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TESOL Statement on Second Immigration Executive Order

by David Cutler | 03/10/2017
The new immigration executive order signed by the President of the United States of America on 6 March 2017 seeks to roll back some of the provisions from the previous travel ban issued 27 January, while still restricting travel to the United States from six Muslim-majority countries. TESOL International Association acknowledges the responsibility of every country to promote the safety of its citizens and set policies that regulate lawful entry into the country. As put forth in the Association’s statement of 31 January 2017, however, we believe that policies which make blanket assumptions about the security risk of individuals based on their nationality, religion, or race are wrong and are ultimately detrimental to the principles of free and democratic societies.
 
While the executive order does not apply to those who have already received visas for travel, and exempts permanent residents and dual-nationals traveling on a visa from another country, it still takes a nationality-based and religion-based approach to national security. By suspending decisions for US refugee status for 120 days and denying visas to entire nationalities, the executive order casts aside the expertise of the diplomatic community and a long history of work to develop reliable processes for assessing national security risks. 

The collective impact of the January and March executive orders extends far beyond the individuals denied entry to the United States. As statements of policy, the executive orders have created a climate of chaos and uncertainty, which compounds a worldwide tendency to characterize all refugees and migrants as security threats. There are now many students worldwide who continually worry about shifting US policies that will ultimately exclude them. They fear discrimination and overt racism if they decide to pursue educational opportunities in another country. Furthermore, there are members of TESOL International Association who will not be allowed to participate in our annual Convention because of the passport they possess, and there are many more who worry about what will happen when they travel. It’s evident that when governments make generalizations about nations, races and religions, they license more extreme generalizations--and actions--imbued with hate.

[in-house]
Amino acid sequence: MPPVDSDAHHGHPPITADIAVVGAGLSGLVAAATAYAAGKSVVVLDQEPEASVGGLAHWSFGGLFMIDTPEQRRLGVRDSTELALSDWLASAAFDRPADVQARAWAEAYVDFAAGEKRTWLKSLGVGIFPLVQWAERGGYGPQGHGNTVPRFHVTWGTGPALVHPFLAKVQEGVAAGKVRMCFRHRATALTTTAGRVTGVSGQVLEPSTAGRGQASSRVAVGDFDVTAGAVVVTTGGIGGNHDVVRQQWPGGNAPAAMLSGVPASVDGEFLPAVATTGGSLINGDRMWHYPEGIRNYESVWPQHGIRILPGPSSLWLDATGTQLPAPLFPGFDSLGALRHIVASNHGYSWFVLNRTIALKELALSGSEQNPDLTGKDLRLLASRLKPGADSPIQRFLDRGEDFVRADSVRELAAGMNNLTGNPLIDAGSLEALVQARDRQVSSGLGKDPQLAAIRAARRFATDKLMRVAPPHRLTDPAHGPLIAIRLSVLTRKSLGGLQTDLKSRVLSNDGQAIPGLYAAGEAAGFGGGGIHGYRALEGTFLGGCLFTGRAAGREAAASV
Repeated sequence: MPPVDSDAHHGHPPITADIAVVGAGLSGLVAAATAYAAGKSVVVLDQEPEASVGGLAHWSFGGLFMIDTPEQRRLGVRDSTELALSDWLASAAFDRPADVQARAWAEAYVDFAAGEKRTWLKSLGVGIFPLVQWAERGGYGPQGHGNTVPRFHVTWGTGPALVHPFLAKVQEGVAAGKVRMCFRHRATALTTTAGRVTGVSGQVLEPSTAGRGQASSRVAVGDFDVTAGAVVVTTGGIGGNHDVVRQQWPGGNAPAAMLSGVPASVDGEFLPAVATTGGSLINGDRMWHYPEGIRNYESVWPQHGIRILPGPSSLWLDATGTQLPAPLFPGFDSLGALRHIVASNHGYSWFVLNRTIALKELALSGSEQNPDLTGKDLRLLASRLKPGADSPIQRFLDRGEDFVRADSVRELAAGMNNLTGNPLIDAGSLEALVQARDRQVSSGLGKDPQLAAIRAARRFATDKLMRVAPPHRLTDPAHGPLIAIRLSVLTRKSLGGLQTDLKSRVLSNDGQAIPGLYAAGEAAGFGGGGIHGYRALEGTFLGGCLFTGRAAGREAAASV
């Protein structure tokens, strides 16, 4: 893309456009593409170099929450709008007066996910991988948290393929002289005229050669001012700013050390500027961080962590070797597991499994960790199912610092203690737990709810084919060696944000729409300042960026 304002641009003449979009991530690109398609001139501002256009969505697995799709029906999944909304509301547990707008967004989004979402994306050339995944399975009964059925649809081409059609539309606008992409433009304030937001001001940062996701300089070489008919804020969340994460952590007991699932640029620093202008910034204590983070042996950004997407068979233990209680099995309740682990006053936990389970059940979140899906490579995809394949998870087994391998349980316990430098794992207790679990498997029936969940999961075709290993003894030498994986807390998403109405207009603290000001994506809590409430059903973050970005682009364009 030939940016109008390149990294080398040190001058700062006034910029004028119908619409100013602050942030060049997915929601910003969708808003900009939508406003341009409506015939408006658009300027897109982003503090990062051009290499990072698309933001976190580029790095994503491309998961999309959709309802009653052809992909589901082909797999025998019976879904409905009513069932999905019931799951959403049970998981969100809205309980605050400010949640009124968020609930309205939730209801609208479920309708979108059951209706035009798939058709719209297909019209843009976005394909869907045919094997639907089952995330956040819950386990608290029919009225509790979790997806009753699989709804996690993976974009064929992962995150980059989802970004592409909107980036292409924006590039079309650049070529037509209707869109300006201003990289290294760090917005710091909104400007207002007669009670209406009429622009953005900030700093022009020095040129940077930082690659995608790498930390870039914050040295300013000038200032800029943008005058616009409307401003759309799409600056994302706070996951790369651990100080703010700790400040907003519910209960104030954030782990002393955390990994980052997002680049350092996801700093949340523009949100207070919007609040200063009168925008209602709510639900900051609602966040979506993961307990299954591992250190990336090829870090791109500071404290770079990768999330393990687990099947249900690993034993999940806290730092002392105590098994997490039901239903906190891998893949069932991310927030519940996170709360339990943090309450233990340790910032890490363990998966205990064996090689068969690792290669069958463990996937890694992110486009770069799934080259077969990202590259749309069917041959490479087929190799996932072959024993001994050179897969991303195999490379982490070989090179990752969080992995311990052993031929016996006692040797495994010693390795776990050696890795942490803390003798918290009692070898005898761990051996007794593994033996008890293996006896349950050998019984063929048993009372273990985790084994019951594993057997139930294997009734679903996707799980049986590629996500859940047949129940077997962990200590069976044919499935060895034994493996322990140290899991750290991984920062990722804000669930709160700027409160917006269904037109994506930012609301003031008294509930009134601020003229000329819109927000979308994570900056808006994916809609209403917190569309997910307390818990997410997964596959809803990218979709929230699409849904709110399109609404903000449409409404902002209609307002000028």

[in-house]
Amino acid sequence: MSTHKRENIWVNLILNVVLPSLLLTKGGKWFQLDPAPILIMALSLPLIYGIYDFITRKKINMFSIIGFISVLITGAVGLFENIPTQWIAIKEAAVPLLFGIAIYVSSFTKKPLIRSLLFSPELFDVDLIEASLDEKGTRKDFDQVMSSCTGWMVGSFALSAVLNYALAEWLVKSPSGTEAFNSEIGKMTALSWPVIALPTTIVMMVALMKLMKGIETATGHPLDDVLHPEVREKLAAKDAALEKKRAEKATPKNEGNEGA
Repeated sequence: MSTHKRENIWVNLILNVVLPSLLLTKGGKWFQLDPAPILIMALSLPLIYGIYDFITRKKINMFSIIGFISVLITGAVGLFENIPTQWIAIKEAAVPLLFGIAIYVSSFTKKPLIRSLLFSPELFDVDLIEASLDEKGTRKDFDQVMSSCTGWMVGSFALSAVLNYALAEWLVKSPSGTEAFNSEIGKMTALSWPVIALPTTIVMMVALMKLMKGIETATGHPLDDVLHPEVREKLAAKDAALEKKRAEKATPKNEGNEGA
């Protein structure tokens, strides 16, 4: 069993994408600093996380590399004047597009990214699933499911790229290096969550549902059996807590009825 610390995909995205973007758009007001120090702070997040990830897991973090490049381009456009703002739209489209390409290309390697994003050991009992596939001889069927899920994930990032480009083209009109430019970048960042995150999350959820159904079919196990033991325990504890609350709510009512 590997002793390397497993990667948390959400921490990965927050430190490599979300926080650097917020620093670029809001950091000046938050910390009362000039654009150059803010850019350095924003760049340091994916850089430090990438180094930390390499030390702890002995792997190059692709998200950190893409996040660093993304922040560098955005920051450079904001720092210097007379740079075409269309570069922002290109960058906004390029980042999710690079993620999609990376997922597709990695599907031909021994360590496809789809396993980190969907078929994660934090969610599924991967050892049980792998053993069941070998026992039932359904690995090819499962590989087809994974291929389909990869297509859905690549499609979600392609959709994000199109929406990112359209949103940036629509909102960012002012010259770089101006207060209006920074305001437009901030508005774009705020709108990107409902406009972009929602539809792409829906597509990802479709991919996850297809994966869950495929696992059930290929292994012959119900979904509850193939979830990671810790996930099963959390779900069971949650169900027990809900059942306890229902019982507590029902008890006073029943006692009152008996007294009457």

TESOL International Association continues to strongly oppose punitive immigration reform measures in any country that unfairly target individuals of a specific nationality, especially when that nationality is synonymous with a religion or race. TESOL calls on leaders in the United States and around the world to ensure the safety and educational opportunities of refugees, to develop immigration policies that recognize desire and ability to contribute to a new society, and to clearly denounce all racial and religious stereotyping.